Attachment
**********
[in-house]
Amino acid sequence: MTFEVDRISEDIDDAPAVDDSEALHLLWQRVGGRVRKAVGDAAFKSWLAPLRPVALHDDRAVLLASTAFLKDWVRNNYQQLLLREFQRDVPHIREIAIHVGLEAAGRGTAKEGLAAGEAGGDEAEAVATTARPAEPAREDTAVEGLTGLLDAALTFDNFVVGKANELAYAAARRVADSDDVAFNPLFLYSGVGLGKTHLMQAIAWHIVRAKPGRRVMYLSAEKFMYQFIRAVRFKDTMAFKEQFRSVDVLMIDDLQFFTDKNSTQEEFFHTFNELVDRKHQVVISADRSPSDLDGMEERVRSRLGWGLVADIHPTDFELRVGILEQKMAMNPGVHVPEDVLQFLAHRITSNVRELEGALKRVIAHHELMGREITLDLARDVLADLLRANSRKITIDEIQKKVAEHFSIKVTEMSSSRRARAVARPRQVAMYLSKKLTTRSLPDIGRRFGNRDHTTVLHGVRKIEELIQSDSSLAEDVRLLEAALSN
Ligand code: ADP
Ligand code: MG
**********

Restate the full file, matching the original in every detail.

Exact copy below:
[in-house]
Amino acid sequence: MTFEVDRISEDIDDAPAVDDSEALHLLWQRVGGRVRKAVGDAAFKSWLAPLRPVALHDDRAVLLASTAFLKDWVRNNYQQLLLREFQRDVPHIREIAIHVGLEAAGRGTAKEGLAAGEAGGDEAEAVATTARPAEPAREDTAVEGLTGLLDAALTFDNFVVGKANELAYAAARRVADSDDVAFNPLFLYSGVGLGKTHLMQAIAWHIVRAKPGRRVMYLSAEKFMYQFIRAVRFKDTMAFKEQFRSVDVLMIDDLQFFTDKNSTQEEFFHTFNELVDRKHQVVISADRSPSDLDGMEERVRSRLGWGLVADIHPTDFELRVGILEQKMAMNPGVHVPEDVLQFLAHRITSNVRELEGALKRVIAHHELMGREITLDLARDVLADLLRANSRKITIDEIQKKVAEHFSIKVTEMSSSRRARAVARPRQVAMYLSKKLTTRSLPDIGRRFGNRDHTTVLHGVRKIEELIQSDSSLAEDVRLLEAALSN
Ligand code: ADP
Ligand code: MG